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Born with a Risk? Exploring the Genetic Links to Addiction

At the end of the day, dipping your toe into the water of something that could potentially be addicting is a choice. Every step afterward is another choice and a chance to step away from that thing. But addiction isn’t that black and white. Whether you’re dealing with it yourself or know someone who is, you can understand that becoming addicted to something often feels like being drawn to it by a magnet.

If that sounds familiar, research has shown there might be a reason for it. 

According to the American Psychological Association, genetic factors are linked to at least half of a person’s susceptibility to drug addiction.

What does that mean for you? Do you have a predisposition to addiction because of your genes? 

There Isn’t an “Addiction” Gene

men with groupBefore you start worrying about your genetics, understand that there will never be a single gene used to determine whether someone will struggle with addiction. Rather, there are certain genes that might make someone more vulnerable to addiction. There are genetic variations in how people respond to certain things. 

For example, your friend might be able to take a certain type of drug or drink a lot of alcohol without feeling the “intended” euphoric effect. You might experience symptoms of withdrawal if you take that drug or alcohol away. Or, you might have a particular preference for a substance because of how it makes you feel.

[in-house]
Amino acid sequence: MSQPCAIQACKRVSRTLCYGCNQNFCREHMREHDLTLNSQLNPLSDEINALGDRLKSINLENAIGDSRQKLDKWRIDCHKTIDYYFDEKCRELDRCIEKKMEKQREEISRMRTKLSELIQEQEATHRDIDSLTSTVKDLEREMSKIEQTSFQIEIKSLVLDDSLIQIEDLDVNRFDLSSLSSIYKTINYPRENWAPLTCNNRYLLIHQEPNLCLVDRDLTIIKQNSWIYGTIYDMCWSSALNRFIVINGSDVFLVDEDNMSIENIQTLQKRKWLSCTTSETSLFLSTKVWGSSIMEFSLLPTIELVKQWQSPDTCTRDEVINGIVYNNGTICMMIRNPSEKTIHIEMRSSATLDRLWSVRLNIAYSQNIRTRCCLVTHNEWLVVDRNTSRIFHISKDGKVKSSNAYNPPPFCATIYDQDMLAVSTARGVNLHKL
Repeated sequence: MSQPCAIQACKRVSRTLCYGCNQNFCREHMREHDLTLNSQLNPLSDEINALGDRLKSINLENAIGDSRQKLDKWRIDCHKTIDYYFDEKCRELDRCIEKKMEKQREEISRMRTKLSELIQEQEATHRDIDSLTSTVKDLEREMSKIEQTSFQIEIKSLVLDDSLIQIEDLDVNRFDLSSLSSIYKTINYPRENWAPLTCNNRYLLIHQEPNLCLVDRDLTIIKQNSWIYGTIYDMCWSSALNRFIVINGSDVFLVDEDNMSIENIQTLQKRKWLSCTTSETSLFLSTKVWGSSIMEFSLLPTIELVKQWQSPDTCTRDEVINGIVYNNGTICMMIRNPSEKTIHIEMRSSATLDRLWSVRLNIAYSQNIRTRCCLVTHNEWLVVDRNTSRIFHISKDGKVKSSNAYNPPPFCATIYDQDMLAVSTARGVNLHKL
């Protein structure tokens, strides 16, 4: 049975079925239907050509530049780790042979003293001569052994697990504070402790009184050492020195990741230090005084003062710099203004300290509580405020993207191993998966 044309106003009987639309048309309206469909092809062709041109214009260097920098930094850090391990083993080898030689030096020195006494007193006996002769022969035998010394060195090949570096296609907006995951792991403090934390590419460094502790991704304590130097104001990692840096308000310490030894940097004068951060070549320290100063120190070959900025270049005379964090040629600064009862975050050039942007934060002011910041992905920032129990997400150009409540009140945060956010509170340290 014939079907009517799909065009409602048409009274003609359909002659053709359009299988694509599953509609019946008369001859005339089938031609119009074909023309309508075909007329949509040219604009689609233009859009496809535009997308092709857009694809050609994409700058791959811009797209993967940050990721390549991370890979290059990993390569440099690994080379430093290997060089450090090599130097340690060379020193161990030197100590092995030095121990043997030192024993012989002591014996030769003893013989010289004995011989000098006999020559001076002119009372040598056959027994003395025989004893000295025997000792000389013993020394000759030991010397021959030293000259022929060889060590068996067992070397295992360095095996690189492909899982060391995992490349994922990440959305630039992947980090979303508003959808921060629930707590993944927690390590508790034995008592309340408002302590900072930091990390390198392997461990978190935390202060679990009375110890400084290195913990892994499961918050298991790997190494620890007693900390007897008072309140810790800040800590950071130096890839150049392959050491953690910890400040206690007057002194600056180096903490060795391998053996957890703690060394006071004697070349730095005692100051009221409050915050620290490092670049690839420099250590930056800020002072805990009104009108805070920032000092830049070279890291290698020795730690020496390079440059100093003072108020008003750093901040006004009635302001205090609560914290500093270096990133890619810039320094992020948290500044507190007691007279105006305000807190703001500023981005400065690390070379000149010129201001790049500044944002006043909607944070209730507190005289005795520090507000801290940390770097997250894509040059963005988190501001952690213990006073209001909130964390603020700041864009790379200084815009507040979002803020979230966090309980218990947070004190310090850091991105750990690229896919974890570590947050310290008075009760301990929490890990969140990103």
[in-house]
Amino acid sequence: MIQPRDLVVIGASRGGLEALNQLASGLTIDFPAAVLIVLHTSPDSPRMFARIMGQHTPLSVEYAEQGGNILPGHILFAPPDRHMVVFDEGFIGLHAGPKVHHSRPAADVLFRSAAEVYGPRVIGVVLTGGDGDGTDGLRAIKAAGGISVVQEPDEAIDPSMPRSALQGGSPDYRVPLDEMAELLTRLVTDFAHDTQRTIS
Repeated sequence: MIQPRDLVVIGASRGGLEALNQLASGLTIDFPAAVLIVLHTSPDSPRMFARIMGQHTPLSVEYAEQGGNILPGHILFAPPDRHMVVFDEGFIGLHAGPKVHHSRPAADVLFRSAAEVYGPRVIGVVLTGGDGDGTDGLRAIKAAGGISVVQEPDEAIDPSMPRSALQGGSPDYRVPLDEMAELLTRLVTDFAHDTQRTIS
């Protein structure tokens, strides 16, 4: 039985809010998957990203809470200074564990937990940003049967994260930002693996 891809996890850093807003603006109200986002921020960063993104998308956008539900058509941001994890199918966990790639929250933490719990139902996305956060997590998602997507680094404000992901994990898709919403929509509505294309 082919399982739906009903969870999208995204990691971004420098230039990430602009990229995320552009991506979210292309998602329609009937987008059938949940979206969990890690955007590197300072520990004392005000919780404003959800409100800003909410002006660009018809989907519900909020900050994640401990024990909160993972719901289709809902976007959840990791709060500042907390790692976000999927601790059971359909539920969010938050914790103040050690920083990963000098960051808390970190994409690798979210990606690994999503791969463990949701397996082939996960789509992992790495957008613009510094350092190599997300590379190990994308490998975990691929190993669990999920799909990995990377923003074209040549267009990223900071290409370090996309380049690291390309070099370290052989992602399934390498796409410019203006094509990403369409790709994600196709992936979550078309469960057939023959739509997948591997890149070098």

Those differences are what researchers have been looking at in determining the genetic factors that can contribute to addiction. 

Which Genes Make You Susceptible to Addiction?

Most research regarding genetic links to addiction has been explored in animals and later confirmed in humans. There are a variety of discoveries that have been made to further explore the genetic connection to addiction. For example, people with a certain alcohol dehydrogenase 2 gene can’t break down alcohol the way others can. This can lead to feelings of nausea or headaches when drinking. That might steer someone away from becoming addicted to alcohol. 

On the other hand, research has shown that certain dopamine receptors are more common in people with an addiction to drugs or alcohol. 

Learning more about your genetic makeup can help paint a clearer picture of why you or someone in your family might be more prone to addictive behaviors. 

With that in mind, don’t assume that just because your parents or grandparents struggled with addiction, you will, too. Each person has their own unique combination of genes, and even if you have high-risk variations, it doesn’t mean you’ll abuse any kind of substance.

Environmental Factors

The genetic links to addiction are only part of the equation. Environmental factors play a big role in alcohol or substance abuse, too. It’s when the two factors combine that drug and alcohol use can become a bigger problem. 

One of the biggest environmental factors that can trigger addiction is stress. People sometimes confuse this external factor with genetics if the source of stress stems from your family. But the two are very different things. However, if you have a gene that makes you more susceptible to addiction and you’re also trying to deal with family stress or drama, you might be more likely to turn to drugs or alcohol to cope. 

Your genes play a role in how easy it might be for you to lean into drugs or alcohol. But they don’t make choices for you. However, if you feel like you tend to struggle with substance abuse or you’re concerned about some of your thoughts and behaviors, it’s never too early (or too late) to seek out professional help.